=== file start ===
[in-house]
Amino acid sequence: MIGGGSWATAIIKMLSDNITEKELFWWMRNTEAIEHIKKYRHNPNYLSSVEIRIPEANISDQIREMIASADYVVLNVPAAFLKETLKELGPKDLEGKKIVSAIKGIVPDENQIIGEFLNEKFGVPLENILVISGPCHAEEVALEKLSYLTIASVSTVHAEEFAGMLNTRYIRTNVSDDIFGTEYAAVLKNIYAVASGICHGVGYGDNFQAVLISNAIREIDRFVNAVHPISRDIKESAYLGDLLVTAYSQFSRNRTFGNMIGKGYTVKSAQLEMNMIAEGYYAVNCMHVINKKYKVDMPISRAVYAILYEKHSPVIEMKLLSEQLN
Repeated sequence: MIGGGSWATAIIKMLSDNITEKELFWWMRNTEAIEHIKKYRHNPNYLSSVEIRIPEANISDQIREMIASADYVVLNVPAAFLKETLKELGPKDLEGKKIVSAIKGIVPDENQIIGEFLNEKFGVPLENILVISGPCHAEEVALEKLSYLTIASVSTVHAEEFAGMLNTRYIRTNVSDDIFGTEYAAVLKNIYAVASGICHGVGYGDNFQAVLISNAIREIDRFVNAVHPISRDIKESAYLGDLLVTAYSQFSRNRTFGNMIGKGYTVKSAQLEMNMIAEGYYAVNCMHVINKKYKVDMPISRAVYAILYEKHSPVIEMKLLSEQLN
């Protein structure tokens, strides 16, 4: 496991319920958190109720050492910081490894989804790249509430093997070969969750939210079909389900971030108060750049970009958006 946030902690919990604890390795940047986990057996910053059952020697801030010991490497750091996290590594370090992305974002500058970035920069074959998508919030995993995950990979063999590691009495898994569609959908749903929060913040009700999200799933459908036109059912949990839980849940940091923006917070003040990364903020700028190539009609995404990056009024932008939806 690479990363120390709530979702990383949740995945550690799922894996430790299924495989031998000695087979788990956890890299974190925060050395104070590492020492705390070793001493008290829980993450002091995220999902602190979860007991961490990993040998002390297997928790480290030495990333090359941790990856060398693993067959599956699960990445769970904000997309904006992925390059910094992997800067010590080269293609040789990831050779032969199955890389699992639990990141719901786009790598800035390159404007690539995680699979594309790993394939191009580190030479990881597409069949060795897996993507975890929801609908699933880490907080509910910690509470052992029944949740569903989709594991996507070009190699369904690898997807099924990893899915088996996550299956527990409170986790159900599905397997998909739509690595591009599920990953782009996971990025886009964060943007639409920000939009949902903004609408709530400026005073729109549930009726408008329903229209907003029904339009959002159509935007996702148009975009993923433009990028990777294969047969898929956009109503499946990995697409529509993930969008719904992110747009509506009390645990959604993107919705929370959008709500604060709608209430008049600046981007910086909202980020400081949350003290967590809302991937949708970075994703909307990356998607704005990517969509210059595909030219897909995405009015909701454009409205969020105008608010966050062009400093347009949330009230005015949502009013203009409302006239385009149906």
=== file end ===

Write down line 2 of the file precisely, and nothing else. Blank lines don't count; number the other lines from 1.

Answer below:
Amino acid sequence: MIGGGSWATAIIKMLSDNITEKELFWWMRNTEAIEHIKKYRHNPNYLSSVEIRIPEANISDQIREMIASADYVVLNVPAAFLKETLKELGPKDLEGKKIVSAIKGIVPDENQIIGEFLNEKFGVPLENILVISGPCHAEEVALEKLSYLTIASVSTVHAEEFAGMLNTRYIRTNVSDDIFGTEYAAVLKNIYAVASGICHGVGYGDNFQAVLISNAIREIDRFVNAVHPISRDIKESAYLGDLLVTAYSQFSRNRTFGNMIGKGYTVKSAQLEMNMIAEGYYAVNCMHVINKKYKVDMPISRAVYAILYEKHSPVIEMKLLSEQLN